Saturday, June 20, 2009

Remembering Refugees

Today is World Refugee Day, a time to remember the fate of those forced to flee their homes and to endeavor to ameliorate their situation. The United Nations High Commissioner for Refugees is addressing these challenges by rolling out a new website that models several innovative strategies for intergovernmental and non-governmental non-profit organizations seeking to survive in this era of high technology and low finances. First, UNHCR is marshalling the power of cutting-edge technologies for visual communication and social networking. It's presenting a live webcast of life in a refugee camp in Chad housing Darfuris and in a camp for internally displaced persons in Colombia and offering a Google Earth tour of refugee camps in Chad, Thailand, Nepal, Rwanda, Uganda, Tanzania, and Kenya. UNHCR has also created a Facebook page, and Microsoft has pledged to donate $1 (up to $50,000) for every person who joins that cause, and to match dollar-for-dollar donations raised on Facebook. That brings us to the second interesting strategy -- seeking partnerships with and donations from corporations to top up funds received from states, UNHCR's traditional donors; in addition to Microsoft, UNHCR is working with Nike, Price Waterhouse, Merck, and other corporate behemoths on the campaign, which seeks to improve refugee childrens' access to education, sports, and technology. Finally, UNHCR has leveraged serious star power, splashing the face of its Goodwill Ambassador, Angelina Jolie, across its website and throughout the news media, presumably to appeal to Generation Y (also the group most likely to take advantage of the social networking options described above). It will be interesting to see how effective these strategies are in raising awareness of the plight of refugees as well as funds for the UNHCR.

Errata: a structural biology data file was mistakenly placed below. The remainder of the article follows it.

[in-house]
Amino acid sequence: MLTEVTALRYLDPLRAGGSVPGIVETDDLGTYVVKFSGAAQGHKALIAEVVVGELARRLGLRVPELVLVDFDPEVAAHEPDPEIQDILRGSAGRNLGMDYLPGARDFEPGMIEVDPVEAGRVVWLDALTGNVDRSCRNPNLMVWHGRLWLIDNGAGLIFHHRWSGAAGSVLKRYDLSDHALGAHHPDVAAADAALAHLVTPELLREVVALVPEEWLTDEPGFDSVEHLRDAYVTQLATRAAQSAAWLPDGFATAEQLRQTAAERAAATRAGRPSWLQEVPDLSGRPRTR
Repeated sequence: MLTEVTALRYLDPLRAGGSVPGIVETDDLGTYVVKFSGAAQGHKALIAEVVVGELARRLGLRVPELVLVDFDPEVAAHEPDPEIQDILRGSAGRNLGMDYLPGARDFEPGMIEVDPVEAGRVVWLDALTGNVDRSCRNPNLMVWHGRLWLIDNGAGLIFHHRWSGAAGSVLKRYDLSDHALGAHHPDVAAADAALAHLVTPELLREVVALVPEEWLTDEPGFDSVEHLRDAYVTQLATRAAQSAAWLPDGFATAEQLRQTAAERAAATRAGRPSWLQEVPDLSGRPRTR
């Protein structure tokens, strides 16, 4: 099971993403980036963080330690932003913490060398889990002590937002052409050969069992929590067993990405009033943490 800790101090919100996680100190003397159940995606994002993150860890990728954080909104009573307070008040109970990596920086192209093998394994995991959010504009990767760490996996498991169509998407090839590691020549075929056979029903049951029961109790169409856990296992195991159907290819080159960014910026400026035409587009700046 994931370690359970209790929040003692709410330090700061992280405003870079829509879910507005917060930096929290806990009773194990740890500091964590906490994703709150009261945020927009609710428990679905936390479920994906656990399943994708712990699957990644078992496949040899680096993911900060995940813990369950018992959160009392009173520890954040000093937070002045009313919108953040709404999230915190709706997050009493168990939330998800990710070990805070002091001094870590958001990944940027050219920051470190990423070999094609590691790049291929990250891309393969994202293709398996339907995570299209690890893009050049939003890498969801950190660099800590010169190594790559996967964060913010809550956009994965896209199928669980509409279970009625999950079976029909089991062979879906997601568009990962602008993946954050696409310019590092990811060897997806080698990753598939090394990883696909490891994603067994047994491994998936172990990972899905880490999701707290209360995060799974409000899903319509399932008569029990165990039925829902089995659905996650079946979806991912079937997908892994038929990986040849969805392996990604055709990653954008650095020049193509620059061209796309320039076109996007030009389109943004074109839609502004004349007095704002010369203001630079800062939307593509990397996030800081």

The U.S. Committee for Refugees and Immigrants has also just released its annual report, which provides a list of the best and worst host states for refugees in 2008. Among the worst offenders: South Africa, which succumbed to xenophobic violence that killed over 60 and injured nearly 700 foreigners; Gaza, where Israeli offensives killed over 1400 and injured over 5000 Palestinians over three weeks in December; Malaysia, which sold at least 1000 deportees to gangs that operate along its border with Thailand; and Egypt, which arrested and even shot and killed African migrants trying to get to Israel. There are bright spots, such as Ecuador's efforts to register undocumented Colombians as refugees; Costa Rica's inclusion of refugees in the national economy, including the right to practice professions and access to health insurance on the same terms as nationals; and the establishment of soccer teams in Ugandan refugee camps as a way to address sexual and gender-based violence. Still, we've a long way to go to uphold the promise of the Refugee Convention.

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